Trials must be public if liberty is important to us. America can’t conduct Star Chamber prosecutions. Cameras should be present in all courtrooms, and the public should have a way of monitoring the proceedings while they’re in progress. The technology exists to accomplish this via the Internet. CNN’s occasional live broadcasts are also informative—live, unedited.

But, edited cable broadcasts of completed trials (such as the Springer trial) aren’t a good idea, in my opinion. Grandmothers ought not to be interviewed in order to reminisce about a deceased grandchild and express uninformed opinions about her mental state. Snippets of a teenage sister’s testimony in support of her parents ought not to be used as trailers to a commercial broadcast. School children who testify should never be shown on camera. The faces of grade-school teachers should not be exposed on cable TV. (And the interrogation of a possible witness most certainly ought not to be shown on TV.) Footage of witness testimony ought not to be edited into a dramatic montage.

American law supposedly protects private citizens from public criticism: libel and slander laws prohibit defamatory comments about private citizens. Most of CNN’s In Session commentators are lawyers who know how to characterize bystander witnesses such as those I’ve mentioned without expressly defaming them, but it seems to me exposing them to public scrutiny is an invasion of their privacy, whether or not TV commentators are polite to them.

Furthermore, once a defendant is convicted, then positive commentary on the prosecution’s case and critical commentary on the defense’s case are fair game. Unfortunately, as a consequence, when a cable program such as In Session edits a trial and then presents it after the verdict, the commentators feel free to express highly critical, defamatory opinions of the defense without fear. For example, Calista Springer’s stepsisters have been likened to the stepsisters in Cinderella and were accused of “picking on” her. This is grossly unfair to them.

Many aspects of In Session’s new format are quite good. I like the new, on-staff trial commentators, who are measured in their remarks. The live coverage of breaking news is very good. However, the commercials that air on TruTV are entirely inappropriate: I can take only so many clips of drunks being arrested in any context, but in the context of real life-and-death matters it’s grotesque. And even though In Session repeatedly assures its audience that no testimony is being edited out, in fact it’s clear that the trial coverage is severely edited: the only thing that should be cut out is the faces of private citizens.

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Juror privacy rights?

I’ve said before that lawyers fear jurors (and it’s clearly because they know they can’t control jurors and aren’t even sure they can persuade them). Surfing the web, I’ve come across several lawyer blogs with a “teach-em-to-heel” theme. One that’s very interesting is a WI lawyer’s blog (she seems to want to remain nameless) called “Deliberations.”

  • Caveat: Turn off your speakers before you click the link, because you’ll get a Starbuck’s ad and then a loud TV voice.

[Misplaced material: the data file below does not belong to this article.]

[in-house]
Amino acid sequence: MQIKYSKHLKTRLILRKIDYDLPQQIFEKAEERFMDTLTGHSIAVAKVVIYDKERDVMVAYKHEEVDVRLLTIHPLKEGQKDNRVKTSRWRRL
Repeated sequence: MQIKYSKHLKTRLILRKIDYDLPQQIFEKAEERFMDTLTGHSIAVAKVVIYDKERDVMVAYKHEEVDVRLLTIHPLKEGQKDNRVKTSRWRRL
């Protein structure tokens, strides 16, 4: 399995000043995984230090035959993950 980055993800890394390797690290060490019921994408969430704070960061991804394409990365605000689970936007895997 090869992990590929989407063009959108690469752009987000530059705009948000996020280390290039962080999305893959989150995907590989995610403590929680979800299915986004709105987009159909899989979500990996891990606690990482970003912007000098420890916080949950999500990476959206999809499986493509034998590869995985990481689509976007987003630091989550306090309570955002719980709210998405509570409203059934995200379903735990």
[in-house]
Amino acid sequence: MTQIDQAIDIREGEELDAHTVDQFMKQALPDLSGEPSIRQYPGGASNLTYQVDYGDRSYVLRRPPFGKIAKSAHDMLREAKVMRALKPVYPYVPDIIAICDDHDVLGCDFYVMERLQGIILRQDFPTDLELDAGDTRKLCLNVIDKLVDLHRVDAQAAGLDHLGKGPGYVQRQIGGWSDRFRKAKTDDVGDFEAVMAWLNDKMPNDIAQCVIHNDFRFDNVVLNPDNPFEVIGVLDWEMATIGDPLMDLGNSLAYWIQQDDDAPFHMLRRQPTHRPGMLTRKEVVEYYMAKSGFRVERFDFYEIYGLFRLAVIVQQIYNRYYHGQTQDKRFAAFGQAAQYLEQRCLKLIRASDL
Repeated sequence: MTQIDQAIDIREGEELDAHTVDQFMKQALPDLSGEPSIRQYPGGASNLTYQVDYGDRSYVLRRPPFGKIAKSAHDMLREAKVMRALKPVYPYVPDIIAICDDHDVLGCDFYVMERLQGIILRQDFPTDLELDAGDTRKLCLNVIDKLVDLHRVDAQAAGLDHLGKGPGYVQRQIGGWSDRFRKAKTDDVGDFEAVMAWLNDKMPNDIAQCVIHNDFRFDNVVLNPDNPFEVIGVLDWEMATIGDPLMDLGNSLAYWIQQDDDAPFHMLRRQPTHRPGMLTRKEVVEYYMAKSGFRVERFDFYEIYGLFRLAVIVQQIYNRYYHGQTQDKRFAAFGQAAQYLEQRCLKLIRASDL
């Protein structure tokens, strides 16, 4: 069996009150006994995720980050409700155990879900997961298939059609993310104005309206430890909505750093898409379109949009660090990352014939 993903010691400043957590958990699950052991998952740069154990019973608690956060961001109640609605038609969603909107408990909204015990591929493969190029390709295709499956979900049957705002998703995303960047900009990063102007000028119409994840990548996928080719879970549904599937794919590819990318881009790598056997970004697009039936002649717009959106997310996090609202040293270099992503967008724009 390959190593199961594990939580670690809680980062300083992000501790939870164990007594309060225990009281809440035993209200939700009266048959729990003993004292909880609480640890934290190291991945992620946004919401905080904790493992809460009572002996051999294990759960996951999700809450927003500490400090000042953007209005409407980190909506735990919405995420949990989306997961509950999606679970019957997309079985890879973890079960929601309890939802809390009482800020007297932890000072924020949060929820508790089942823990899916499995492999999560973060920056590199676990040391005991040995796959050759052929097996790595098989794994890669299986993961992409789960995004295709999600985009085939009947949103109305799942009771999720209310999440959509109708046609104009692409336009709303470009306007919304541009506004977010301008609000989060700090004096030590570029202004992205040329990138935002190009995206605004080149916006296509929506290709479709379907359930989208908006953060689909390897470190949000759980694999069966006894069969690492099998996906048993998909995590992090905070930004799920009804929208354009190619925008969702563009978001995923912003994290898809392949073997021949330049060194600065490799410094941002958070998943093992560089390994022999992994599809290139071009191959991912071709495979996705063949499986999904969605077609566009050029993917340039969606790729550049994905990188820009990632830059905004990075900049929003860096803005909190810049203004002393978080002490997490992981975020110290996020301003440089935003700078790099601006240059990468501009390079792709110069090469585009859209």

But, if you’re on your way to jury duty, I urge you to study this site. Among the most interesting items there is a “Voir Dire Resources” link. Included are real jury questionnaires. They will shock you if you think jurors have a right to privacy.

Take a look at People v. Juan Luna (Brown’s Chicken Massacre, a case that took decades to solve). I note that the document is labeled “proposed,” so I don’t know that it was actually used in the trial. Let’s hope not.

Why? First, a prospective juror’s responses to the questions are public. They are provided to both the defense and the prosecution in advance of voir dire so the lawyers can ask further questions. Voir dire is conducted in open court, in front of not only the accused, his friends, family, and gang, but also the public, which may include bloggers and journalists.

Once a juror is selected to serve, the questionnaires and the voir dire become part of the official trial records. These records are available to the public after the trial. If the losing side in a trial wishes, it can pursue legal action against a juror based on the questionnaire and voir dire responses (perjury charges, for example).

Now I’m all for honest jurors without an ax to grind. And I appreciate lawyers’ fears that a lying, bitter, prejudiced citizen might end up on a jury. But the vast majority of people who serve on juries aren’t like that—but they give up their privacy anyway.

In the People v. Juan Luna questionnaire, note that right up front they want your Social Security Number. (I guess they never heard of identity theft or at least don’t care if jurors end up with ruined credit when the defendant’s deadbeat brother gets hold of the questionnaire.)

On page 3, the questionnaire asks not only for your complete, current address but also all prior addresses since the crime occurred. Why? Because the lawyers plan to do a complete credit search and background search and they want you to make it easy for them. All they really need to know legally is that you are a citizen residing in the court’s jurisdiction and there’s no reason to believe you can’t be objective. How does your residential history figure into that?

Questions 9 and 10 (smallest and largest communities in which the juror ever resided) are a trick to get the juror to reveal addresses before the crime occurred—completely irrelevant but useful for impugning a juror.

Then it gets really personal. I’ll let you read that for yourself, but I would like to point out that it asks for personal information about everyone in your extended family, your employers, and your friends and acquaintances. In other words, they want prospective jurors to expose private matters of everyone in their social network, not only themselves. In the two voir dire sessions I sat through, the judge asked everyone about family members prior involvement in trials—that’s all. I felt this was intrusive, foolish me.

The only question they forgot to ask was: What is your Facebook login ID and password?

If I ever receive a summons with a questionnaire like this attached, I plan to consult a lawyer before I respond.